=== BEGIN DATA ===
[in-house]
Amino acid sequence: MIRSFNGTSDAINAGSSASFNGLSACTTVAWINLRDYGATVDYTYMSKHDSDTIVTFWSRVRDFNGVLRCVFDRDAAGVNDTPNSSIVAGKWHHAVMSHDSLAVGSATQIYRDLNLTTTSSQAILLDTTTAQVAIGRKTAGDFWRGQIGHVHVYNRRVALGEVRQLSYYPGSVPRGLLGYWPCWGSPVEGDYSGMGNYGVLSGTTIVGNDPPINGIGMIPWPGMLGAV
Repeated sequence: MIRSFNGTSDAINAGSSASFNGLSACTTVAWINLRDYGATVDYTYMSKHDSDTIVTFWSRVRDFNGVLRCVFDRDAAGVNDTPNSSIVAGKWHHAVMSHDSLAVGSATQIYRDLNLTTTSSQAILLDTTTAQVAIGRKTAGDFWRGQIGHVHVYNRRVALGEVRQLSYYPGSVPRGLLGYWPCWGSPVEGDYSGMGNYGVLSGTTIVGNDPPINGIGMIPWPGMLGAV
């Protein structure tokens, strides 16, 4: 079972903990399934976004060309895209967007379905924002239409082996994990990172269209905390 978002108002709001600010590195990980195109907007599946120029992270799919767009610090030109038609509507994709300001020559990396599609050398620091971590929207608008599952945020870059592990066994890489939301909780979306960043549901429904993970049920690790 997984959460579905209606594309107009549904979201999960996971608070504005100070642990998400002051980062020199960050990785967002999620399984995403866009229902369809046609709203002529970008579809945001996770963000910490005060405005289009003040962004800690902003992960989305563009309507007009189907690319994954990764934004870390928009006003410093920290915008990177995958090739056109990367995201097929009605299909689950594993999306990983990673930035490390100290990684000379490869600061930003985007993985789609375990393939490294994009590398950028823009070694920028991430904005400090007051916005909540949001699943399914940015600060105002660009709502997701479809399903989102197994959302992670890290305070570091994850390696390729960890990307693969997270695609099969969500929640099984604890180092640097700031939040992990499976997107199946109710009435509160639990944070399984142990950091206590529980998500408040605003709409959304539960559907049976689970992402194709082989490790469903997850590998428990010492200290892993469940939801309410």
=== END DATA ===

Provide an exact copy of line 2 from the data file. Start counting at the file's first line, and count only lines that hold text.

Amino acid sequence: MIRSFNGTSDAINAGSSASFNGLSACTTVAWINLRDYGATVDYTYMSKHDSDTIVTFWSRVRDFNGVLRCVFDRDAAGVNDTPNSSIVAGKWHHAVMSHDSLAVGSATQIYRDLNLTTTSSQAILLDTTTAQVAIGRKTAGDFWRGQIGHVHVYNRRVALGEVRQLSYYPGSVPRGLLGYWPCWGSPVEGDYSGMGNYGVLSGTTIVGNDPPINGIGMIPWPGMLGAV